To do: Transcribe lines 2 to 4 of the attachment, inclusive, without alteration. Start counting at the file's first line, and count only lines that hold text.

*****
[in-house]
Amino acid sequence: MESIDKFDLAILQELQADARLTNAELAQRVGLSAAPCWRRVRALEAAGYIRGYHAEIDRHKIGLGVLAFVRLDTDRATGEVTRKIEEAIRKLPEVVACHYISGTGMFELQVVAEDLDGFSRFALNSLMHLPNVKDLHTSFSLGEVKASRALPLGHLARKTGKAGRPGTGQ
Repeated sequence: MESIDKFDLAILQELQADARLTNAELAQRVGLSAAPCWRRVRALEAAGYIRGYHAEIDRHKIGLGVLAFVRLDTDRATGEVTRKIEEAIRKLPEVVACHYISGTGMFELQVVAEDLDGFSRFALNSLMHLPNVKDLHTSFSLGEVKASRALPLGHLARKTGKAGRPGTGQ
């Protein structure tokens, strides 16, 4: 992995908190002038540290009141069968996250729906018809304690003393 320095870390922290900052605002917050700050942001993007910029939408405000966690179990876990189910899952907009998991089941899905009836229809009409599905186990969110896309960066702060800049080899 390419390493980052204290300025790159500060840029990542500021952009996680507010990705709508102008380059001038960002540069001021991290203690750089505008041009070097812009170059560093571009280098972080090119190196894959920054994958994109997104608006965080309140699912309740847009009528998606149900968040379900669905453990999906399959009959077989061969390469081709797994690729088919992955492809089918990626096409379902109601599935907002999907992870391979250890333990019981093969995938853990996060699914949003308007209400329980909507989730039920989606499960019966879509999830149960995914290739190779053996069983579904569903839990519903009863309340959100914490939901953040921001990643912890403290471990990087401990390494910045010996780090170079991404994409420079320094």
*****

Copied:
Amino acid sequence: MESIDKFDLAILQELQADARLTNAELAQRVGLSAAPCWRRVRALEAAGYIRGYHAEIDRHKIGLGVLAFVRLDTDRATGEVTRKIEEAIRKLPEVVACHYISGTGMFELQVVAEDLDGFSRFALNSLMHLPNVKDLHTSFSLGEVKASRALPLGHLARKTGKAGRPGTGQ
Repeated sequence: MESIDKFDLAILQELQADARLTNAELAQRVGLSAAPCWRRVRALEAAGYIRGYHAEIDRHKIGLGVLAFVRLDTDRATGEVTRKIEEAIRKLPEVVACHYISGTGMFELQVVAEDLDGFSRFALNSLMHLPNVKDLHTSFSLGEVKASRALPLGHLARKTGKAGRPGTGQ
């Protein structure tokens, strides 16, 4: 992995908190002038540290009141069968996250729906018809304690003393 320095870390922290900052605002917050700050942001993007910029939408405000966690179990876990189910899952907009998991089941899905009836229809009409599905186990969110896309960066702060800049080899 390419390493980052204290300025790159500060840029990542500021952009996680507010990705709508102008380059001038960002540069001021991290203690750089505008041009070097812009170059560093571009280098972080090119190196894959920054994958994109997104608006965080309140699912309740847009009528998606149900968040379900669905453990999906399959009959077989061969390469081709797994690729088919992955492809089918990626096409379902109601599935907002999907992870391979250890333990019981093969995938853990996060699914949003308007209400329980909507989730039920989606499960019966879509999830149960995914290739190779053996069983579904569903839990519903009863309340959100914490939901953040921001990643912890403290471990990087401990390494910045010996780090170079991404994409420079320094």